David Neiwert reminds us of the Sept. 4 Salon article by Alex Koppelman on the conservative campaign to portray two Border Patrol agents convicted of firing on an unarmed man and then trying to cover up the crime as heroes. Among those examined are Jerome Corsi's reports on the case for WorldNetDaily (we've previously detailed WND's interest in playing along with the exoneration campaign):
Corsi's most important contribution to the reworked conservative version of the Ramos and Compean case is to attempt to absolve the agents of a coverup. In reality, the incident was only discovered, and the agents prosecuted, because Border Patrol Agent Rene Sanchez, hundreds of miles away in Arizona, heard about it through his mother-in-law. In Corsi's version, however, Ramos and Compean's supervisors knew about the shooting as soon as it happened. Corsi relies on an early, ambiguous memo written by the Department of Homeland Security officer who investigated the shooting; the memo lists the agents' two supervisors among the Border Patrol personnel who were either at the location, helped destroy evidence, "and/or knew/heard about the shooting." The memo apparently refers to the known fact that the supervisors were at the scene of the shooting after it occurred but were not aware that it had occurred. At trial, the defense never tried to claim that the supervisors were present during the shooting, the investigator didn't testify that the supervisors were present at the shooting or had knowledge of it, and the supervisors took the stand themselves to insist they'd had no knowledge of the shooting till after Ramos and Compean were arrested. Compean himself admitted at one internal Border Patrol disciplinary hearing that he didn't report the shooting to his bosses because he didn't want to get in trouble.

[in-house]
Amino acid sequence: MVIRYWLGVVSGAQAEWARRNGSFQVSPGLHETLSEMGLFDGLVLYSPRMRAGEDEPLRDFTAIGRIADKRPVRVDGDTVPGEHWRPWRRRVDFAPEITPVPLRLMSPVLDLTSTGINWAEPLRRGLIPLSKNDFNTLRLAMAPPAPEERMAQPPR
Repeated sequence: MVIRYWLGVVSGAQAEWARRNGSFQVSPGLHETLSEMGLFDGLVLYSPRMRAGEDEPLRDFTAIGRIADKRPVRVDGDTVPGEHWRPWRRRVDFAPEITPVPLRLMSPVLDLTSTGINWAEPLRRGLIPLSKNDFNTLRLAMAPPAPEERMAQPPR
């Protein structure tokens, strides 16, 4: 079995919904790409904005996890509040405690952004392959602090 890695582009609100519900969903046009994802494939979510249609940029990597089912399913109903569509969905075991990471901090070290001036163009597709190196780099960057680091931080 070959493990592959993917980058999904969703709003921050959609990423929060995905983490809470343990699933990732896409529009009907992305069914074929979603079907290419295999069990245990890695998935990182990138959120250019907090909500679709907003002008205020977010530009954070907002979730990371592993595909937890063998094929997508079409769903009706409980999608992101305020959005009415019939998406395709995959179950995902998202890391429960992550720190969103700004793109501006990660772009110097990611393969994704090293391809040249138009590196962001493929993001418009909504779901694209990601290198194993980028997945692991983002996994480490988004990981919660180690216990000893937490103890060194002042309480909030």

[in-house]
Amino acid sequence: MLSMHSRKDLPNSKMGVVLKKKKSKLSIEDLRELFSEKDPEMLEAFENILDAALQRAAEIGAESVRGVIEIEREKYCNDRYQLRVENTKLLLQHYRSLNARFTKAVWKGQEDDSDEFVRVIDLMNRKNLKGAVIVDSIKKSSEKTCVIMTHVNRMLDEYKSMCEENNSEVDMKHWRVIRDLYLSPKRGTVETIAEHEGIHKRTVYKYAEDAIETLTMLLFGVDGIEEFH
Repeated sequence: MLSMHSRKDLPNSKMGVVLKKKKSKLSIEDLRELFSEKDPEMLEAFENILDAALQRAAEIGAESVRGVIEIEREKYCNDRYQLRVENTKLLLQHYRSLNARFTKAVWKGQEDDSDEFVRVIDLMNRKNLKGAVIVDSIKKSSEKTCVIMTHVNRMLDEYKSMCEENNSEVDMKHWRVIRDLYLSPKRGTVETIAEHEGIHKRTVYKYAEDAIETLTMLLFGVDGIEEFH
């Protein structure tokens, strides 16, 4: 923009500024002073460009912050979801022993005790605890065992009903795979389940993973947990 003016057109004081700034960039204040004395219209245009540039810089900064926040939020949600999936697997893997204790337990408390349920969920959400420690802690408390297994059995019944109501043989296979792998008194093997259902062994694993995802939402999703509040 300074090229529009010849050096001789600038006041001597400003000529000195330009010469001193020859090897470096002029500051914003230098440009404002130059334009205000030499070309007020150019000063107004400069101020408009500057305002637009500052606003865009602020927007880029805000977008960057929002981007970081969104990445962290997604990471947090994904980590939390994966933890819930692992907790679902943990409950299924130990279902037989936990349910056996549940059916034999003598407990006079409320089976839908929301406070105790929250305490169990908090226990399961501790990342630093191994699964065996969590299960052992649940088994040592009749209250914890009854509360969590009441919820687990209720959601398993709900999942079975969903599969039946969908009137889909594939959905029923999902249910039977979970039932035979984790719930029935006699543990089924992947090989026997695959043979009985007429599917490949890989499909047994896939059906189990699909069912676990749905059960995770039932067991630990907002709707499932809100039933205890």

Corsi is implying that the supervisors perjured themselves at trial. Contacted by Salon, Corsi stood by his scenario.
Any chance Corsi will come forward to address this criticism of his reporting and explain why he thinks the agents' supervisors perjured themselves? We somehow doubt it (though he has defended his reporting in the past after we raised questions).